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Adulting with Abby: Investing Part II

This article is written by a student writer from the Her Campus at Murray State chapter.

In the last edition of Adulting with Abby, we covered types of and investing in stocks. A close companion to stocks are bonds. While they both are similar in function, they are listed differently for a reason. Today, we will differentiate the two and see how bonds actually work when investing.

The Difference

Stocks: when a company issues a piece of itself in exchange for cash.

Bonds: when a company issues a debt with an agreement to pay interest for using the money.

Stocks are typically how a company continues to grow funds. Bonds are for whenever companies need the money to get out of a bind. People who deal with bonds are like loaners. They loan money to a corporation, and in return, the company pays them back plus some interest rate. On rare occasion, bonds can default, and that is when the issuer or company cannot pay back the loaner.

Types of Bonds

Just like stocks, there are various types of bonds, and the most popular are as followed.

  • Savings bonds– the easiest and safest bond to buy; backed by the government; will not lose principal; tax-free; not easily transferable and typically cannot be cashed out within the first year of purchase.

  • U.S. Treasuries– another very safe investment; provides individual bonds until maturity (the time between when the bond is issued and when it is redeemable); no risk of default; interest rate risk is not a factor.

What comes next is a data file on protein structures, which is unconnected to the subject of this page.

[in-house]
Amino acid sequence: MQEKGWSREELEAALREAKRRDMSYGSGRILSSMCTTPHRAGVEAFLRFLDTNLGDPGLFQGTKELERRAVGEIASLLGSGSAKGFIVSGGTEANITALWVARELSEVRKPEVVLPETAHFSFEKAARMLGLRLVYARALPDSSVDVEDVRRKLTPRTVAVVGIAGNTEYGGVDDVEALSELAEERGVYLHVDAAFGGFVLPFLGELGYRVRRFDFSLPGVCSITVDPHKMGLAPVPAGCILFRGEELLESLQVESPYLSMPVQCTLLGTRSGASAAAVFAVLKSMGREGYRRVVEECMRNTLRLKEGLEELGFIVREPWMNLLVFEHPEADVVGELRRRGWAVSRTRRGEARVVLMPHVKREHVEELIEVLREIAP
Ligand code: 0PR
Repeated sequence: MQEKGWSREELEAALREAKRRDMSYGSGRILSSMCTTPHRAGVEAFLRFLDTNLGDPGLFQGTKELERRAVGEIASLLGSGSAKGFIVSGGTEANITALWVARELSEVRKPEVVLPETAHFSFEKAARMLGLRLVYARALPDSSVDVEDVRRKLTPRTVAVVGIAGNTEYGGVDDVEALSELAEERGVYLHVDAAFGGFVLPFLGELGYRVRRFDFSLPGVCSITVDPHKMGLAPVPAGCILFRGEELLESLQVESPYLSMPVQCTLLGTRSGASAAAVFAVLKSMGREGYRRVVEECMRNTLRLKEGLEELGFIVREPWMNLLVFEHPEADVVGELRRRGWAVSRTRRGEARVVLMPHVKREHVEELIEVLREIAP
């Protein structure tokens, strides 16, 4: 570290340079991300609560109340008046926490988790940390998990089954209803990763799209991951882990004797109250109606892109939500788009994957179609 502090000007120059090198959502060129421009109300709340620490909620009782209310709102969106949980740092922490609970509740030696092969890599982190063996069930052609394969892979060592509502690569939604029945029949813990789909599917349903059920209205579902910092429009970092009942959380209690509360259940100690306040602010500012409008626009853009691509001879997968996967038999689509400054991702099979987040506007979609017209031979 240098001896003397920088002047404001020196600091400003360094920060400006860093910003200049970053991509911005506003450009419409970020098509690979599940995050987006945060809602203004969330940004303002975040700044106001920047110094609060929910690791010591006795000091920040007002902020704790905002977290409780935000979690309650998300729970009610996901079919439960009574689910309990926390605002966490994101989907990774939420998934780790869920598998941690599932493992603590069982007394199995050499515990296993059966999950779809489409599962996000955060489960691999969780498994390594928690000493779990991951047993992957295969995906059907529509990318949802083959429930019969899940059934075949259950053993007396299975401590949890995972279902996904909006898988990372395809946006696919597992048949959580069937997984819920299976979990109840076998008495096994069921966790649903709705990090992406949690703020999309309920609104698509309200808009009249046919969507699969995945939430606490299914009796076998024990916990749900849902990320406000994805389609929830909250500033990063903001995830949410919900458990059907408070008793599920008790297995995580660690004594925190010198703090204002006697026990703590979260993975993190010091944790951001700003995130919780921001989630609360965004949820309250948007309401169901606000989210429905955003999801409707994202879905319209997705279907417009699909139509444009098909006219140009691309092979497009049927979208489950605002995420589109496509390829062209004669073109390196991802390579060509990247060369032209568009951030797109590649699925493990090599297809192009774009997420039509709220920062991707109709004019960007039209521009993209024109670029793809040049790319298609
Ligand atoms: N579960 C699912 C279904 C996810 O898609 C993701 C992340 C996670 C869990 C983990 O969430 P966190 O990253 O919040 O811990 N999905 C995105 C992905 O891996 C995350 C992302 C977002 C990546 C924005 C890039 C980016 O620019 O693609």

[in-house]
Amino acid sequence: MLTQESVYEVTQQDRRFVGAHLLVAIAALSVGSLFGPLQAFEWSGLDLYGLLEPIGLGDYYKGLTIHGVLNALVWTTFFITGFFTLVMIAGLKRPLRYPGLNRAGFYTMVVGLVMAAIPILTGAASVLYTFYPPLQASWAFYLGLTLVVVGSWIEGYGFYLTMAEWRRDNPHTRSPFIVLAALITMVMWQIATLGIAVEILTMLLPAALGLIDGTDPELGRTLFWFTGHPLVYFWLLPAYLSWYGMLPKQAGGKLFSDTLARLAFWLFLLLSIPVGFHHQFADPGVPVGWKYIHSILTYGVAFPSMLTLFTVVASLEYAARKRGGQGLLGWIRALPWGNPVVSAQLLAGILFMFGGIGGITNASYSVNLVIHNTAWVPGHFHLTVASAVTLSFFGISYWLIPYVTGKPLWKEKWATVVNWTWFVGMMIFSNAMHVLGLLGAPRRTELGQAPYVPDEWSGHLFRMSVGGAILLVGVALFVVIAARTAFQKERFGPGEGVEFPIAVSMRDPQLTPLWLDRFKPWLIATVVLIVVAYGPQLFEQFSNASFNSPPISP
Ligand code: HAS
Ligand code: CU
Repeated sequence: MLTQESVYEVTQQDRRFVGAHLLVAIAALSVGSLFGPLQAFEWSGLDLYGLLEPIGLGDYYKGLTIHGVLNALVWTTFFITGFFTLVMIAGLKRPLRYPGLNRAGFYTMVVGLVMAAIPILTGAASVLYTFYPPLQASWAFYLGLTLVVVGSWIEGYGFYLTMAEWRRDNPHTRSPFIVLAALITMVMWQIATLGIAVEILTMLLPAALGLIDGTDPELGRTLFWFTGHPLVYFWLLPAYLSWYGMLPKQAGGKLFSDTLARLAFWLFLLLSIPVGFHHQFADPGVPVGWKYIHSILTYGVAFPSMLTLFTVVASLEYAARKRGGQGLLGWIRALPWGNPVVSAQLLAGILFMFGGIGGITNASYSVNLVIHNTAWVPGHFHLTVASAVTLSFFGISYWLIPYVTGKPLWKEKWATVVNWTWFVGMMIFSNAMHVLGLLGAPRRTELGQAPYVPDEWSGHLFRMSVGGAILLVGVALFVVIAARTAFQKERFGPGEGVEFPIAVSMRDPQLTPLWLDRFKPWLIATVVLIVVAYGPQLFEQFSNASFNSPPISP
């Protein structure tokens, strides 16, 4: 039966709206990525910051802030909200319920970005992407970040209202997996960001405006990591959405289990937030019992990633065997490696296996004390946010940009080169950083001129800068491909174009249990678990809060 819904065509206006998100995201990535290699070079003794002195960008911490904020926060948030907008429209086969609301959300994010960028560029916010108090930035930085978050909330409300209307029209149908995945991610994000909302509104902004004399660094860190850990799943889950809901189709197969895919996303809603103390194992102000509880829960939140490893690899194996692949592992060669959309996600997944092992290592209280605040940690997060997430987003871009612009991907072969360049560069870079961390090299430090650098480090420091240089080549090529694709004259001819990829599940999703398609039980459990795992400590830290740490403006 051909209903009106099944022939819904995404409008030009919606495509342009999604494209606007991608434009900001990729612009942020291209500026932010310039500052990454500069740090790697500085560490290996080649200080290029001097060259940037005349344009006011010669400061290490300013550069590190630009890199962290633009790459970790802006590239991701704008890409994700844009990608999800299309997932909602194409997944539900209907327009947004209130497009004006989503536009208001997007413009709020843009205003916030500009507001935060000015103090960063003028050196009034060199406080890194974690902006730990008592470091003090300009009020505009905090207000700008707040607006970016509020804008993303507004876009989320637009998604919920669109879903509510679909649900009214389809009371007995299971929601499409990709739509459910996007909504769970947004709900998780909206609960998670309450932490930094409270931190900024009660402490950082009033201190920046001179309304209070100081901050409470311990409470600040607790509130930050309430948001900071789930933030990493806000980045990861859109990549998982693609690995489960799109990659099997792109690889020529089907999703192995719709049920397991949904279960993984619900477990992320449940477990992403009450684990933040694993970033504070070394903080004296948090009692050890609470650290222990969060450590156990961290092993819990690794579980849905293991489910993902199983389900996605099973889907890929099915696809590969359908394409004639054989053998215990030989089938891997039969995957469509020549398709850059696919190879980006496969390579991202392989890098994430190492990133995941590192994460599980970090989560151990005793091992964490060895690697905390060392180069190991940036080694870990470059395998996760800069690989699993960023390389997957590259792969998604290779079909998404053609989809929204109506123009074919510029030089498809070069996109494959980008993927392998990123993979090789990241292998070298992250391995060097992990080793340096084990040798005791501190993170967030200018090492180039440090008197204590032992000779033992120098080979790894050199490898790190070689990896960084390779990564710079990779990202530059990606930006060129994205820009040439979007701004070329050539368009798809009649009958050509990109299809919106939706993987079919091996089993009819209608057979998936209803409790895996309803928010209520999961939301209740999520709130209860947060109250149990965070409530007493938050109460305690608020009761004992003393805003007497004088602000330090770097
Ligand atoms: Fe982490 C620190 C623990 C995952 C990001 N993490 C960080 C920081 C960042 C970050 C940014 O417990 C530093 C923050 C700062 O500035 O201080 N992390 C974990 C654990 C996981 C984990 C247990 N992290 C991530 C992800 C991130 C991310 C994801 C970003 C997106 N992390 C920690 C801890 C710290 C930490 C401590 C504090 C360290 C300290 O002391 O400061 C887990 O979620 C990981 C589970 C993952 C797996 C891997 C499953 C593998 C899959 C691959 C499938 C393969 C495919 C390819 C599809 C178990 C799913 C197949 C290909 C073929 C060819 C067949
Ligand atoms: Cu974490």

• Municipal– issued by cities, states and local government; federal tax-free; most useful for investors in higher tax brackets (people who make higher income to be taxed on).

  • Mortgage-backed securities– when banks issue groups of home mortgages and sells them as one security; offers high yield than U.S. Treasuries; offers more risks because of homeowners paying to pay the mortgage ahead of time.

  • Corporate– funds corporations sell to generate more profit; higher risk of default; multiple options for risk and return of investment for investors; integral part of a diversified income-oriented portfolio.

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Why Bonds?

While stocks are often considered first, bonds can have more benefits than stocks. First, the income is fixed rather than volatile or all over the place. Bonds are easier to cash out if you are wanting to live off of an investor’s income.

Adding diversity to an investment portfolio will also reap more benefits and reduce risk factors. By doing this, bonds can preserve capital and, once again, reduce volatile behavior, especially when the market is falling.

Bonds are typically quicker to redeem due to having shorter-year timelines. This protects the value of the bonds, for the risk of suffering a loss is less likely to happen over short time frames. Lastly, bonds are easier to reduce tax troubles because certain bonds are tax-free.

Bonds and stocks aren’t exactly the most fun topic, but they will become a part of your life if you decide to invest. We have only skimmed the basics. I encourage you to use the links within these articles plus more research on the topics if you are really wanting to invest in either stocks or bonds. Sometimes hiring a broker is necessary, or you can schedule a consultation with your bank. However you decide to proceed, do it with certainty and knowledge of all the benefits and risks.

Abby Branham

Murray State

Abby is a journalist, cheerleader, travel enthusiast and fitness junkie. She is an avid believer of settling for nothing less than what makes you happy. Abby's life motto is a quote by Jack Kerouac: "Be in love with your life. Every minute of it."